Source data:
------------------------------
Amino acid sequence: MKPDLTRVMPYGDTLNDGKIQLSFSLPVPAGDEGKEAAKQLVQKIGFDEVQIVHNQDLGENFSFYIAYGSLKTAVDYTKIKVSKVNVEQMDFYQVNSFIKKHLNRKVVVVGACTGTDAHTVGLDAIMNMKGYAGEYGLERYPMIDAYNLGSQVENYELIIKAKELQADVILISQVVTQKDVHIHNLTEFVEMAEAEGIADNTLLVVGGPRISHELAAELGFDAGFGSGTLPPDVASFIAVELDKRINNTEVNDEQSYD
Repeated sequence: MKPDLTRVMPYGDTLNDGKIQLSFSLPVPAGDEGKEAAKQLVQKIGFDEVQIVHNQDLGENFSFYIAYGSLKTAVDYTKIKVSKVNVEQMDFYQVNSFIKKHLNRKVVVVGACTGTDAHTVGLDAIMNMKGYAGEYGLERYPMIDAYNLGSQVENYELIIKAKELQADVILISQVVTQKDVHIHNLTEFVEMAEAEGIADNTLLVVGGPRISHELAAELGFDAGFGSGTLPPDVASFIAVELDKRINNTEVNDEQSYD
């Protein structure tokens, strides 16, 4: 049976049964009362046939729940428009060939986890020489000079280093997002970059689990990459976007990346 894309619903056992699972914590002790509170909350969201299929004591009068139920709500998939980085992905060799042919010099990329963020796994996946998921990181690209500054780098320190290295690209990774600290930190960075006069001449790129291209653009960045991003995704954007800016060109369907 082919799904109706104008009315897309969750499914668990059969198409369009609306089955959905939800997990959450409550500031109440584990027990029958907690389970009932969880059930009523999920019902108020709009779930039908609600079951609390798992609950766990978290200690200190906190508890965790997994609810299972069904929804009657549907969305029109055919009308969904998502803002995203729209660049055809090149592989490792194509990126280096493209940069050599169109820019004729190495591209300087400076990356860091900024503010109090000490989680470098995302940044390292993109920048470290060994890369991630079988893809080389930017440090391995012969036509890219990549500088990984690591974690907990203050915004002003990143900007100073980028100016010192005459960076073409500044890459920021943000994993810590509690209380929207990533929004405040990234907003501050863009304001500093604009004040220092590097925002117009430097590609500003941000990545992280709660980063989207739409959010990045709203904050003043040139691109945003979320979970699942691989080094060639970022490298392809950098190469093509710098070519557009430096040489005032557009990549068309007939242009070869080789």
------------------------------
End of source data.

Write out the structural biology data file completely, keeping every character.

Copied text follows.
Amino acid sequence: MKPDLTRVMPYGDTLNDGKIQLSFSLPVPAGDEGKEAAKQLVQKIGFDEVQIVHNQDLGENFSFYIAYGSLKTAVDYTKIKVSKVNVEQMDFYQVNSFIKKHLNRKVVVVGACTGTDAHTVGLDAIMNMKGYAGEYGLERYPMIDAYNLGSQVENYELIIKAKELQADVILISQVVTQKDVHIHNLTEFVEMAEAEGIADNTLLVVGGPRISHELAAELGFDAGFGSGTLPPDVASFIAVELDKRINNTEVNDEQSYD
Repeated sequence: MKPDLTRVMPYGDTLNDGKIQLSFSLPVPAGDEGKEAAKQLVQKIGFDEVQIVHNQDLGENFSFYIAYGSLKTAVDYTKIKVSKVNVEQMDFYQVNSFIKKHLNRKVVVVGACTGTDAHTVGLDAIMNMKGYAGEYGLERYPMIDAYNLGSQVENYELIIKAKELQADVILISQVVTQKDVHIHNLTEFVEMAEAEGIADNTLLVVGGPRISHELAAELGFDAGFGSGTLPPDVASFIAVELDKRINNTEVNDEQSYD
């Protein structure tokens, strides 16, 4: 049976049964009362046939729940428009060939986890020489000079280093997002970059689990990459976007990346 894309619903056992699972914590002790509170909350969201299929004591009068139920709500998939980085992905060799042919010099990329963020796994996946998921990181690209500054780098320190290295690209990774600290930190960075006069001449790129291209653009960045991003995704954007800016060109369907 082919799904109706104008009315897309969750499914668990059969198409369009609306089955959905939800997990959450409550500031109440584990027990029958907690389970009932969880059930009523999920019902108020709009779930039908609600079951609390798992609950766990978290200690200190906190508890965790997994609810299972069904929804009657549907969305029109055919009308969904998502803002995203729209660049055809090149592989490792194509990126280096493209940069050599169109820019004729190495591209300087400076990356860091900024503010109090000490989680470098995302940044390292993109920048470290060994890369991630079988893809080389930017440090391995012969036509890219990549500088990984690591974690907990203050915004002003990143900007100073980028100016010192005459960076073409500044890459920021943000994993810590509690209380929207990533929004405040990234907003501050863009304001500093604009004040220092590097925002117009430097590609500003941000990545992280709660980063989207739409959010990045709203904050003043040139691109945003979320979970699942691989080094060639970022490298392809950098190469093509710098070519557009430096040489005032557009990549068309007939242009070869080789």